RAILWAY LINESIDES
                    HABITAT STATEMENT
For the purposes of this audit railway linesides are the vegetated lands that lie
adjacent to operational above-surface railways. Closed railway routes - those that are
no longer in railway ownership - are not included. Vegetated lineside land may
include embankments, cuttings, areas around stations and by junctions, above tunnel-
mouths, and derelict sidings and marshalling yards. The habitats present are
predominantly grassland, scrub, woodland and ruderal vegetation - wetlands are
noticeable by their virtual absence - the key link is that they are all on land owned and
/ or managed as part of the railway network.

The railway network in London was largely created between 1836 and 1936, both
stimulating and reacting to the rapid urban growth of the capital. Although the
network cut rudely into open countryside when it was first built, most has
subsequently become part of the urban landscape and, through the process of natural
colonisation, now provides significant areas of wildlife habitat.

There are approximately 795km (492 miles) of open operating railway corridors in
London, not including closed railway lines such as Horniman Railway Trail in
Lewisham and Parkland Walk in Haringey, which are managed for nature
conservation and/or amenity. The open corridors are owned predominantly by two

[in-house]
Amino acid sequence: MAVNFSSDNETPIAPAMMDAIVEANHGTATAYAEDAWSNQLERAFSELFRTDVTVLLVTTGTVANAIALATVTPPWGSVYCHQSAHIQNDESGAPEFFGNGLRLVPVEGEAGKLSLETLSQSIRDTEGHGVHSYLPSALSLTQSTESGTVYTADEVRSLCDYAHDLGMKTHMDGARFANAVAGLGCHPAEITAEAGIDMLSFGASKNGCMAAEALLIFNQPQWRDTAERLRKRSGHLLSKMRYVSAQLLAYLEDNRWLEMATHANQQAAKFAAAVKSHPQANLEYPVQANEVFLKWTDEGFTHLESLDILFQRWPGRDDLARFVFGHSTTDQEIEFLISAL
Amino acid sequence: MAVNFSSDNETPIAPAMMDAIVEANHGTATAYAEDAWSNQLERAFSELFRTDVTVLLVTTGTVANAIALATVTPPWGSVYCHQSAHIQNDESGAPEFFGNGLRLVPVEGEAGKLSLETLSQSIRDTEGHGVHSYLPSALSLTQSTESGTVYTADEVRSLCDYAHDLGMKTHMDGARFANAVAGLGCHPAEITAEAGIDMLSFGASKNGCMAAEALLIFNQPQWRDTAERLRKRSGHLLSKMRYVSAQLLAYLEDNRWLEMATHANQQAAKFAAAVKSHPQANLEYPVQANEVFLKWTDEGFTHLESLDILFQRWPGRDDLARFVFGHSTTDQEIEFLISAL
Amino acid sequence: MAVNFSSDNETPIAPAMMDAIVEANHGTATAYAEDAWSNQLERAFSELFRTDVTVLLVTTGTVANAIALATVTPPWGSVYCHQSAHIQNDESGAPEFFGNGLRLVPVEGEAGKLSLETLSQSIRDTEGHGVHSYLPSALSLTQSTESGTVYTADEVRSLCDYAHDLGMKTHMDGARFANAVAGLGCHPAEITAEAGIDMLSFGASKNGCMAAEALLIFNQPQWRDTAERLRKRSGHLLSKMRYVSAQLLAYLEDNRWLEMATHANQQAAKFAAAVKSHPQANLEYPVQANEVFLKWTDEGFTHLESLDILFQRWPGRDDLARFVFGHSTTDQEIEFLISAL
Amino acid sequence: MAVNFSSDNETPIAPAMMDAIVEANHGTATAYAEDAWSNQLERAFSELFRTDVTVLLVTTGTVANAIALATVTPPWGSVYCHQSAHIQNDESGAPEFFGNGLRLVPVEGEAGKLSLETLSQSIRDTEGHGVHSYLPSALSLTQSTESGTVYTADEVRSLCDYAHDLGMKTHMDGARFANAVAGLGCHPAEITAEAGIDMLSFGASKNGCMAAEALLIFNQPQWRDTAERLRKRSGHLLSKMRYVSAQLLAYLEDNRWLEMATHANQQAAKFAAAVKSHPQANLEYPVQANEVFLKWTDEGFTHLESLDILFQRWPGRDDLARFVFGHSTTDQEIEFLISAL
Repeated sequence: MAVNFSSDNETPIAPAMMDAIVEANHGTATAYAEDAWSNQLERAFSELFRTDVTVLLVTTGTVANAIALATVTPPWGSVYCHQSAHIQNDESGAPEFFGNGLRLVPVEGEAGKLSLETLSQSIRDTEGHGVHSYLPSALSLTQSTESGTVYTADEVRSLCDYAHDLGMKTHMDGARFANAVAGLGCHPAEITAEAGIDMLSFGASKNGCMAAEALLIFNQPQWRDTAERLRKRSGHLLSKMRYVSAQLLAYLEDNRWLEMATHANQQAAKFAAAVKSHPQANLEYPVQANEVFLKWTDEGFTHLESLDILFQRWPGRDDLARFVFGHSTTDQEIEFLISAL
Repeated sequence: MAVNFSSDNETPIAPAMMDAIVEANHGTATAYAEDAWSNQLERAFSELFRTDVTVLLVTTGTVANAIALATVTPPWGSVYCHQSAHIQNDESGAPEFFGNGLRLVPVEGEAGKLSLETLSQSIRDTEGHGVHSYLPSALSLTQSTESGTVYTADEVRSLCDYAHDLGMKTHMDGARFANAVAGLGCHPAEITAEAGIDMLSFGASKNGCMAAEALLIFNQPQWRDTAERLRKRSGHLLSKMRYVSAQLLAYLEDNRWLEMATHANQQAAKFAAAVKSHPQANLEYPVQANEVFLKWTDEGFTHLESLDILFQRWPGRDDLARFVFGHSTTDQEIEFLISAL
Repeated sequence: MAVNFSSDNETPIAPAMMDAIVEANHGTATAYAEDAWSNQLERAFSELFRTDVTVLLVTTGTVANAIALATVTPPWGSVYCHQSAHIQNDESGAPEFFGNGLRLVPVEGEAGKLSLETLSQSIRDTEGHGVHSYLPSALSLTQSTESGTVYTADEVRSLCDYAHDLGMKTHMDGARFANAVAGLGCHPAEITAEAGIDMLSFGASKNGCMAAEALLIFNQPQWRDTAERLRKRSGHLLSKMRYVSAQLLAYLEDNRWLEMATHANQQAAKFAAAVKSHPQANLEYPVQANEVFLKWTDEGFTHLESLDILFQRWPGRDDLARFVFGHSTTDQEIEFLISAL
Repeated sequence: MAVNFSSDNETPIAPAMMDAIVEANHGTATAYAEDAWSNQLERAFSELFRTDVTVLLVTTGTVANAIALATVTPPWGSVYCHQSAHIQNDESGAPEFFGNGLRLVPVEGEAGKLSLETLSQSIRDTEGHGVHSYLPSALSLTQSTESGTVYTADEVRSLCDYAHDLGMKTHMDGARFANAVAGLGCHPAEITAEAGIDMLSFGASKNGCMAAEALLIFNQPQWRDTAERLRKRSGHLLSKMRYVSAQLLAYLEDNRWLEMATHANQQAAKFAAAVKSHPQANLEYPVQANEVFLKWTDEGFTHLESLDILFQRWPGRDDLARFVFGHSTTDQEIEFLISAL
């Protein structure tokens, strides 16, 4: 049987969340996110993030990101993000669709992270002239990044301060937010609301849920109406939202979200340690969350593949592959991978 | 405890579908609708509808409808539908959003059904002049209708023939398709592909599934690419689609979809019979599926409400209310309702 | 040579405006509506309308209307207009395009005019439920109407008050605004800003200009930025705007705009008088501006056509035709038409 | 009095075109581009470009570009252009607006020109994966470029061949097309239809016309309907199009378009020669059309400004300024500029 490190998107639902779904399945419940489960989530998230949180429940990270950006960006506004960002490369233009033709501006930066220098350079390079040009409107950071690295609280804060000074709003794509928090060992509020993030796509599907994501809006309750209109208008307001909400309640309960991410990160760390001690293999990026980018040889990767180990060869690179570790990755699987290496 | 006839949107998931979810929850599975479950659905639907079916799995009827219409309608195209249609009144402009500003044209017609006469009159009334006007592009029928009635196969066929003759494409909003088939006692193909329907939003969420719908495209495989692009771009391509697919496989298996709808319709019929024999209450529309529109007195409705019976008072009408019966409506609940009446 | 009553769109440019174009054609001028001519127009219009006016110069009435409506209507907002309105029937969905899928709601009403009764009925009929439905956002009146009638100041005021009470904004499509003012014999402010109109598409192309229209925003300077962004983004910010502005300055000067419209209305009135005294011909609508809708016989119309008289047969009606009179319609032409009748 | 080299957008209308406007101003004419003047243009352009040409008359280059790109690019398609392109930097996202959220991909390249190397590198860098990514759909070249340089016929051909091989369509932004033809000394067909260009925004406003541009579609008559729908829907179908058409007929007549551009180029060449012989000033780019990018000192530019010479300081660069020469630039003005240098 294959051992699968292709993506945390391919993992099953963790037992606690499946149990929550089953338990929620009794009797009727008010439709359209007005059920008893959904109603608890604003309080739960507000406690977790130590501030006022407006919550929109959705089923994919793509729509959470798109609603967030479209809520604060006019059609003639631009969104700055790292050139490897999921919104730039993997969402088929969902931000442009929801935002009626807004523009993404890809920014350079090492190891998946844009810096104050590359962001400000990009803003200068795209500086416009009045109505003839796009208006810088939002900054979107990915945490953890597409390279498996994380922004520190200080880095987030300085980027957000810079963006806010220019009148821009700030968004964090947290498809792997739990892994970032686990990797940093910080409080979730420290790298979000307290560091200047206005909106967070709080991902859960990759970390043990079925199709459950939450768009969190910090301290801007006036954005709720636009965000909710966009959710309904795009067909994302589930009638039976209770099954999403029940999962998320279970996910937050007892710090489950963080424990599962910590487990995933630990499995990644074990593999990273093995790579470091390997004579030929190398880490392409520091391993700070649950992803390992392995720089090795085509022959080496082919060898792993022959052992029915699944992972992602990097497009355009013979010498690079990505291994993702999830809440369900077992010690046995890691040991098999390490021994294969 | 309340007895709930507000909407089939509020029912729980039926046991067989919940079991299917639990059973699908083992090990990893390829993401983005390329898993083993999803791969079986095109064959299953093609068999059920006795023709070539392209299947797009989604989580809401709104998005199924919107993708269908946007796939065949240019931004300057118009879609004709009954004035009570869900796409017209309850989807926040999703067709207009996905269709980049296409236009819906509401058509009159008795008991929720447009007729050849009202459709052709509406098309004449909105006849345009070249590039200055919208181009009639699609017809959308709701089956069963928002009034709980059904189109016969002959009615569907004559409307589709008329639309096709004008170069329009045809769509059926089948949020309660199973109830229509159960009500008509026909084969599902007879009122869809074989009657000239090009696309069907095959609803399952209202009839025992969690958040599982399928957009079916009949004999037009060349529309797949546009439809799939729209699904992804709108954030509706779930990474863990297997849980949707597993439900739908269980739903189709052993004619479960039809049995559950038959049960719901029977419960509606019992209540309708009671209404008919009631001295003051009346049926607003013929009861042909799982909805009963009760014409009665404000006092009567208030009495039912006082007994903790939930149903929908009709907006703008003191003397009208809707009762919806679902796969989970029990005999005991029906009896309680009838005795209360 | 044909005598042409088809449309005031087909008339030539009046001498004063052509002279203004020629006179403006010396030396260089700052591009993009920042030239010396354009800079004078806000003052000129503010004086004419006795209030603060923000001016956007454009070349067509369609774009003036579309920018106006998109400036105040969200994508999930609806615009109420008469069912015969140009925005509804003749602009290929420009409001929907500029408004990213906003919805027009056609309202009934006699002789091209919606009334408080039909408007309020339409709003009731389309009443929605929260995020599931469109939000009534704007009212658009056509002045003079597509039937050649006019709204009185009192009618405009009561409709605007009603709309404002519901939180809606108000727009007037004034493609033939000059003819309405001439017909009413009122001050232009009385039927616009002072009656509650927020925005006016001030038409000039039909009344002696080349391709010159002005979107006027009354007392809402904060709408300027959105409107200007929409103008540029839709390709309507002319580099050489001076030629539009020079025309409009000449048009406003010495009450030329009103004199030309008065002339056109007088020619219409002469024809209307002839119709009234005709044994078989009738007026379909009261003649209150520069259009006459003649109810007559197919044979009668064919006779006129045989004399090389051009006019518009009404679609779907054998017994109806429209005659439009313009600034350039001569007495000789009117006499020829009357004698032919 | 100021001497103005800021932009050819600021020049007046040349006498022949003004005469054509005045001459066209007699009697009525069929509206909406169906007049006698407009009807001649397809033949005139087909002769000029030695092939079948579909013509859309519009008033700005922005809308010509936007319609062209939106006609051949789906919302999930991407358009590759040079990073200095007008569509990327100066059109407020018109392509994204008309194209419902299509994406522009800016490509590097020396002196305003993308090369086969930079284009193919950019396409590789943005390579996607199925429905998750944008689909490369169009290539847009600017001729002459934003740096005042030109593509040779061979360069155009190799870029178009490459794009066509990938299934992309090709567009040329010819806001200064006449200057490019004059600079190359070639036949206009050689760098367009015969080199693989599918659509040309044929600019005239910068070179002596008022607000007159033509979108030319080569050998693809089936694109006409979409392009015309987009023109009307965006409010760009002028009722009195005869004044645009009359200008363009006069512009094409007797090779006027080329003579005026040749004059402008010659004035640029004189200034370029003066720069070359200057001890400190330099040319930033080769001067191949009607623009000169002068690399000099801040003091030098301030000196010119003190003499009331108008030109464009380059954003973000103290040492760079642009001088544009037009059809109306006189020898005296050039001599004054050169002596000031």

companies; Railtrack Plc and London Underground Limited (LUL) and a number of
corridors are used by both underground and surface rail trains. Smaller lengths of
railway are owned and/or managed by Docklands Light Railway (DLR), Tramlink in
Croydon and a few private industries.

Changes to the railway network and land area have been significant since the mid-
1980s, and with privatisation development pressure may result in further land-take,
particularly on derelict marshalling yards (although the growing trend for increased
rail freight traffic may prevent this on certain routes). New railway projects have led
to corridors being created, often at the expense of semi-natural habitat (e.g. Addington
Hills in Croydon), but such projects now require environmental assessments and with
heightened public sensitivity are unlikely to proceed without considerable ecological

The railway network supports significant areas of biodiversity importance in London.
A total of 838 ha of lineside have been identified as Sites of Importance for Nature
Conservation to date by the London Ecology Unit (LEU) (see Map a). The range of
habitats (from chalk cliffs to early successional wastelands), together with their
relative lack of human disturbance, provides a diversity of fauna and flora that in
some areas can be relatively rich. In inner London they often support the only
significant woodlands and rough grasslands. Sunny grass embankments may be
havens for butterflies, grasshoppers, slow-worm and kestrel, whilst woodlands can
support great tit, great spotted woodpecker and sparrowhawk. Derelict marshalling
yards with a free-draining, alkaline substrate often support a diverse range of ruderal
plants, before succeeding towards birch scrub and woodland. Temple Mills and
Feltham are two fine examples, with a new species of spider to the UK, Zodarion